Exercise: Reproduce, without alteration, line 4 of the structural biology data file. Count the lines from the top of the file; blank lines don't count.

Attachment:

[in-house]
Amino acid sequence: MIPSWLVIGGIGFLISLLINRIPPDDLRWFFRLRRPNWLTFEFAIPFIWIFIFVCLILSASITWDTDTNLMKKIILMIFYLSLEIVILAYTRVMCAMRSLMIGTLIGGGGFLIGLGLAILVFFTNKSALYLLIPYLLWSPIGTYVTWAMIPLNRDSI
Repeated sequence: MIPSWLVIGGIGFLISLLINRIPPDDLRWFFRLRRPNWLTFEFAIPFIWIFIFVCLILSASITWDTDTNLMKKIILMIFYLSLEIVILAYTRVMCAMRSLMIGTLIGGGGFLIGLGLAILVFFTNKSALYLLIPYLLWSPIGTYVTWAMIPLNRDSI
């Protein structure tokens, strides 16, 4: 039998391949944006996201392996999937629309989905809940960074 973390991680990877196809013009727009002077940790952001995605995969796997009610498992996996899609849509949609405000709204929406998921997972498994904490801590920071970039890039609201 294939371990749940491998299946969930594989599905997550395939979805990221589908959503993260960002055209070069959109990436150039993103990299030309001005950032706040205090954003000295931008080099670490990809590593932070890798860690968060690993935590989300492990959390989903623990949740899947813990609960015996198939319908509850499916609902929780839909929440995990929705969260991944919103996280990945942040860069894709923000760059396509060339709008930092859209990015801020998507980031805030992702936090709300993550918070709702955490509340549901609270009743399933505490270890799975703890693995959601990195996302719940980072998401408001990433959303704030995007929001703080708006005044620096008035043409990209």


């Protein structure tokens, strides 16, 4: 039998391949944006996201392996999937629309989905809940960074 973390991680990877196809013009727009002077940790952001995605995969796997009610498992996996899609849509949609405000709204929406998921997972498994904490801590920071970039890039609201 294939371990749940491998299946969930594989599905997550395939979805990221589908959503993260960002055209070069959109990436150039993103990299030309001005950032706040205090954003000295931008080099670490990809590593932070890798860690968060690993935590989300492990959390989903623990949740899947813990609960015996198939319908509850499916609902929780839909929440995990929705969260991944919103996280990945942040860069894709923000760059396509060339709008930092859209990015801020998507980031805030992702936090709300993550918070709702955490509340549901609270009743399933505490270890799975703890693995959601990195996302719940980072998401408001990433959303704030995007929001703080708006005044620096008035043409990209």